One of my pet-peeves is the attempts by Christians to make movies, music, or other forms of art wherein the underlying motive is to “witness” or get the Christian “message” across to the general public. For example I think of all the recent movies put out by Sherwood Pictures, the film company associated with Sherwood Baptist Church in Georgia. This is the group that has put out the movies “Fireproof” and the most recent “Courageous.”
I will say that these movies are technically far better than the ones put out in the 70’s and 80’s, when I was growing up. As I watched some of the dreadful attempts back then, I remember thinking, even as a teen, that this sort of drivel could be enough to consider renouncing my faith.
But even given their better technical quality present day, they still, in my mind, come across as heavy handed. Nothing is left for reflection. Nothing is left to mystery. Nothing is left to complexity. Everything is pretty simple. We are not asked to dig a little. We are not asked to see anything deeper. We are told which way to turn and which door to open. Our hands are taken and we are shown each “truth” as if by a tour guide. The “good” guys and the “bad” guys are fairly obvious. There is no subtlety.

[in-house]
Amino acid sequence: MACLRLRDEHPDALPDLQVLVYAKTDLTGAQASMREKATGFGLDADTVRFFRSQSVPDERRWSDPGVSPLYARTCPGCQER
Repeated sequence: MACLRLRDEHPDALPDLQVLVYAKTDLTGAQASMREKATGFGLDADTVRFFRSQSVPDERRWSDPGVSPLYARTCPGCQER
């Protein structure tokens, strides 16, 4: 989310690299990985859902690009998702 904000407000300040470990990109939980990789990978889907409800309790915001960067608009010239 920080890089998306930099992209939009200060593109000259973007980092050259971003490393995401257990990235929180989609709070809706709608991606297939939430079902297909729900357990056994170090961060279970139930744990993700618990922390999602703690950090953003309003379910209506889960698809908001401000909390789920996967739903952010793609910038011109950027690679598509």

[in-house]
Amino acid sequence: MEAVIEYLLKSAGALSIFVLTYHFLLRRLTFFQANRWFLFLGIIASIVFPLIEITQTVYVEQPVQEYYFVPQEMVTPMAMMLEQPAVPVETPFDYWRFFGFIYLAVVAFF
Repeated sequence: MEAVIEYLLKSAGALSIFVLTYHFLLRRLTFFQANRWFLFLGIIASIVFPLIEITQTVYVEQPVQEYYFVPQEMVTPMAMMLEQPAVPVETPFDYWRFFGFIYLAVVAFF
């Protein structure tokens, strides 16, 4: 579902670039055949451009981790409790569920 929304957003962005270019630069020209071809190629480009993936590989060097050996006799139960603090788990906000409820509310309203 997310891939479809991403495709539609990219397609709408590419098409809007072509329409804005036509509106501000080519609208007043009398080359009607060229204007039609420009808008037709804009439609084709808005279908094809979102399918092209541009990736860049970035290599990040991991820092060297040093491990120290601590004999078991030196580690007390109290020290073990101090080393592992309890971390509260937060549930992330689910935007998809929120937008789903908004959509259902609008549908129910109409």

I think Christians should quit trying to make art as a “message” or “witness” and begin making art for art’s sake—for beauty alone and nothing more. If there turns out to be a “message” in there somewhere, so be it, and good, but let such take care of itself.
Michael Kimmelman is a critic who writes for the New York Times. How much I wish the makers of the Sherwood films and other similar Christian artists would heed his words:
“That’s the beauty of the thing. Caravaggio’s hyper-realism, a magician’s conjuring trick, I have come to regard as a perfect metaphor for great art, which declines to make obvious its deepest truths, leaving us to decipher them if we can.”